Before members rush for airports, Congress ends sequester flight delays
Once again, the prospect of missing flights home helped Congress resolve a standoff, this time over sequester cuts that had furloughed air traffic controllers and caused flight delays this week.
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When Republicans started a drumbeat of complaints about flight delays early this week, Democrats led by Senate Majority Leader Harry Reid of Nevada responded by asking for reductions in a contingency account for war spending that is an often-sought honeypot for congressional budgeteers looking for funny money to offset the cost of keeping air traffic controllers on the job.Skip to next paragraph
In Pictures Stuck in an airport
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Then, with the smell of jet fumes in the air, Democrats relented and adopted the shift-the-pain-around approach.
In saying that the president would sign the bill, Mr. Carney argued that Congress should be figuring out ways to fix the entirety of the sequester, not just patch one highly visible public part of it.
“The delays are a problem not just for business travelers and members of Congress but for many Americans, and that’s a real consequence of the sequester,” Carney said. “We call on members to show as much concern for other Americans who are being harmed... [the president] believes this is a Band-Aid covering a massive wound to the economy.”
Asked whether the White House might have held out for a fix to programs such as the pre-school program Head Start in exchange for the fix, Carney retorted: “We should hold hostage American travelers to Congress’s refusal to act?”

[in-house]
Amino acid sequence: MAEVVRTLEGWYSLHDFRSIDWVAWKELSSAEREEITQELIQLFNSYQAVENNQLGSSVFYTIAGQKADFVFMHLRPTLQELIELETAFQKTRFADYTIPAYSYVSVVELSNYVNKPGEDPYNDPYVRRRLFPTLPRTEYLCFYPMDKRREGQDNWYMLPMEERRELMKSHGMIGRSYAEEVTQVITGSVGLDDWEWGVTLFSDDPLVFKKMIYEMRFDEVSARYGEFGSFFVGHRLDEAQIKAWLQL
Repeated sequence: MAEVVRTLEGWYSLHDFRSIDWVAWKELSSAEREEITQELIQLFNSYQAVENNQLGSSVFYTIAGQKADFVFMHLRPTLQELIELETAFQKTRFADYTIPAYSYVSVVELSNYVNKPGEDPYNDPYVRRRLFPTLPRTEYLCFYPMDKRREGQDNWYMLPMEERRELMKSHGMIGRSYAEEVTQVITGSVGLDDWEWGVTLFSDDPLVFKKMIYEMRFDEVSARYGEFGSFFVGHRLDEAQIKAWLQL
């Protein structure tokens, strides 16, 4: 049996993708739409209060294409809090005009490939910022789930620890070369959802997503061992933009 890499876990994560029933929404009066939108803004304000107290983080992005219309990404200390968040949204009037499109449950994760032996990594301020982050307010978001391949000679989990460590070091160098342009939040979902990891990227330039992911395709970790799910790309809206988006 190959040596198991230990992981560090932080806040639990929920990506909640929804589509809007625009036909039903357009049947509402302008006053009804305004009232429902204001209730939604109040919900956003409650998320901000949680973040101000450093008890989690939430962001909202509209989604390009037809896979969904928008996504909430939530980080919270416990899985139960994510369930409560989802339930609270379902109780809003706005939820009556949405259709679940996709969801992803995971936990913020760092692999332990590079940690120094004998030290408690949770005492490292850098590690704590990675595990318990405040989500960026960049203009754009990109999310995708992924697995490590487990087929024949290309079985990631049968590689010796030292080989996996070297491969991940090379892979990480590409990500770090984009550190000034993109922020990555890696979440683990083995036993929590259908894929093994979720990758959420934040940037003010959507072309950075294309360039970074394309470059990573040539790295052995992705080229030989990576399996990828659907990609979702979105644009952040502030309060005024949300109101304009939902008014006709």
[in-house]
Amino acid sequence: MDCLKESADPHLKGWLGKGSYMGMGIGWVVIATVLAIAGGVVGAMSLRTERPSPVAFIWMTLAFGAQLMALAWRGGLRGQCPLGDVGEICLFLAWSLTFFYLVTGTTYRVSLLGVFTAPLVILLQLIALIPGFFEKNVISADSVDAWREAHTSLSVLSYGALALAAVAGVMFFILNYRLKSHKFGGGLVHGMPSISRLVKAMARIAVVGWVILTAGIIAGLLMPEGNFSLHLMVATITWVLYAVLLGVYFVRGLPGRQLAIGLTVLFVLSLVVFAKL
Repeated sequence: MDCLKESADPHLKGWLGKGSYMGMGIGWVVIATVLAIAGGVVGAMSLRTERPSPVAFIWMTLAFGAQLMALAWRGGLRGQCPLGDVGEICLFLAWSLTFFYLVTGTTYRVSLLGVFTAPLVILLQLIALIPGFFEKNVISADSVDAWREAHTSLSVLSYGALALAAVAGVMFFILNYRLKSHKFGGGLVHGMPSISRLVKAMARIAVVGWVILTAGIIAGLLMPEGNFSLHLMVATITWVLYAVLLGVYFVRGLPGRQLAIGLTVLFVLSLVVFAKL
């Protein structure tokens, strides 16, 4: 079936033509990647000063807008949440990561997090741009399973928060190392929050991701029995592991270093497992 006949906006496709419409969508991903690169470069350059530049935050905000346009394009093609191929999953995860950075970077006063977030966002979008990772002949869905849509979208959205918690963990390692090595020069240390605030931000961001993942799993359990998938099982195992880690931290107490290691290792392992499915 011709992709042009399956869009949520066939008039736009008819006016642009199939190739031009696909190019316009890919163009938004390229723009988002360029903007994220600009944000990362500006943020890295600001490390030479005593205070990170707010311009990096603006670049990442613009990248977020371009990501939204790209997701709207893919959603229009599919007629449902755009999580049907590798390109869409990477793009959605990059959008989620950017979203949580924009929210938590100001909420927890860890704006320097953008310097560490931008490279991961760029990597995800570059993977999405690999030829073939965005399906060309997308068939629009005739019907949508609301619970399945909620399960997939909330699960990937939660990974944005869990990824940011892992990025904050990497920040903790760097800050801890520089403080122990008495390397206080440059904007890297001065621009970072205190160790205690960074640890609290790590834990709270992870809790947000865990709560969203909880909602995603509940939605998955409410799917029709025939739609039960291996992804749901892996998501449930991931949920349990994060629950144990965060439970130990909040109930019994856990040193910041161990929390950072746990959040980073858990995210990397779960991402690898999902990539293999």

The corner that Republicans had backed Democrats into is obvious.
“As Americans are traveling to see their kids graduate from college, flying across the country to take care of their elderly parents, and taking business trips that will help support their families,” said Rep. Cathy McMorris Rodgers (R) of Washington, the GOP's fourth-ranking House leader, “it’s time for the president and the FAA to end this manufactured crisis and stop these unnecessary delays.”
It wasn’t the first time an industry (in this case, aviation) had gotten around the sequester. The meat industry, too, earned a fix. And several departments including the Pentagon, Homeland Security, and Justice all got more finely tuned budgets in order to help them deal with the sequester.
But all of that adds up to a reminder that the entire sequester process is just as Congress described it when it was put into place during the debt ceiling deal in 2011: a dumb, meat-ax approach that was never supposed to be, said Rep. Gerry Connolly (D) of Virginia on the House floor after the vote on Friday,
No matter how many holes Congress plugs, said Representative Connolly, “sooner or later we have to recognize the dike itself is being undermined.”
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